Meanwhile, a poll of participants showed everyone hikes the trails--and would welcome some NNWB hikes. So look for fall hikes along with our stream cleanups! Thanks so much, everyone, for your input! If you would like to add your own comments, please click here to access the Comments page.
As we crossed the NWB on a remnant of the old Bonifant Rd., all eyes were on the tree canopy. Pileated woodpecker?
Claudia uses the occasion to cleanup some of the many discarded bottles.
The Story of Streams was officially launched at the 1796 Adelphi Mill, coincidentally the birthplace of NNWB 2 decades ago.
Chris shared with us the origins of the Anacostia Watershed Society, with emphasis on "watershed." The AWS focus has been on the river itself because of its dire state. But now that the goal of fishable and swimmable by 2025 is within reach, AWS is creating a plan that includes more of the upper watershed and source waters. He asked for our suggestions, since we are protectors of the major source. The discussion included the AWS position on the beltway-I-270 expansion for toll lanes, synthetic turf as a water pollutant, and the value and risks of stream restorations.
Board member Rebecca Henson, who is leading the effort to create a local museum featuring Rachel Carson, discussed her life and legacy at the March 1 Membership Meeting. Ms. Carson lived in both the NWB and Sligo Creek watersheds during her nearly three decades of residence in Montgomery County. Rebecca explored how Carson understood and wrote about the natural world, primarily with messages of wonder and caution. Your can find more information about Rachel Carson on the Friends of Sligo Creek website at https://www.friendsofsligocreek.org/home/how-we-work/sligo-story-archive/rachel-carson-lived-here/
From what a sign proclaims is a really good photo spot at Burnt Mills Special Park West, the group sets out, led by organizer and Rachel Carson enthusiast Rebecca Henson. Photo by A. Ambler, 11/13/21.
From the looks of the contents of that clear bag, someone had a beer party in the Northwest Branch woods. 11/6/21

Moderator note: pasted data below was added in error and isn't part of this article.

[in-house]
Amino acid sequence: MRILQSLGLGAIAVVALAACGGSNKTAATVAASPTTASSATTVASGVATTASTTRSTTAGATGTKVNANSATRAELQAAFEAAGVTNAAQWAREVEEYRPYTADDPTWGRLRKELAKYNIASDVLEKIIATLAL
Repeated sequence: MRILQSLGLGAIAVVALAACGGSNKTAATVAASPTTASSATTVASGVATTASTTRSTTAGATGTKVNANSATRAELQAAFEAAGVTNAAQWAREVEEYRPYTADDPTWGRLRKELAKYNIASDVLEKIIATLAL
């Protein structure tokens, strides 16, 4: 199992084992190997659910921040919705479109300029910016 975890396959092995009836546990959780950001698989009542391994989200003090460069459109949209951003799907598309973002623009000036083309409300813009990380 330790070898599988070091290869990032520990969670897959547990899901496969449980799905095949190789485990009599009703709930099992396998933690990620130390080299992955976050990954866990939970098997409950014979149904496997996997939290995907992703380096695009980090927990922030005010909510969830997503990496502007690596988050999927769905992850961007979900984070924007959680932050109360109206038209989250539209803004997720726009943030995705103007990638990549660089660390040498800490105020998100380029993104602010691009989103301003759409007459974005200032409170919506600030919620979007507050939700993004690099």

Dr. Saravanapavan identified where the blockages are that will be removed. Green dot indicates current limit of fish migration; line indicates historic limit. (Screen shot)
Thambirajah Saravanapavan, Ph.D., P.E., Army Corps of Engineers, Project Manager, spoke to a group of nearly 30 interested NWB watershed residents. (Dr. Saravanapavan helpfully encouraged us to address him as Tham.) In response to his question, "What did we do to get here?" he said that suburban sprawl with its impervious surfaces brought us to this point, although he also mentioned the earlier goals of the Corps to control flooding, which resulted in straightening the NWB and confining it (my term) between high berms.
His second question, " How do we attempt to reverse our blunders?" is what the Corps is planning. The projects are not yet designed, and there is room for public input. His third question, how to sustain what we have managed to restore, again involves the public engagement.
Some notes of interest from the discussion:
- minute 49 etc, he mentions a public forum at which people could comment on the design. A participant urges reconnecting the NWB to the floodplain.
- min.51, he mentions relocation of some segments of the NWB.
- min. 53:45, he restates that the Army's Corps' objective is to bring back the "natural stream functions," i.e., "reverse engineering," but attention to water quality is handled elsewhere. Discussion of importance of water quality to successful fish populations.
You might also want to check the Army Corps' website for the projects. Note particularly the appendices at the right of the page, including Public Involvement.
The video recording of the presentation and Q&A is now posted, with thanks to Ed Murtagh for the conversion. Although 29 people were in attendance, including the presenter, for some reason Zoom did not capture them in the video.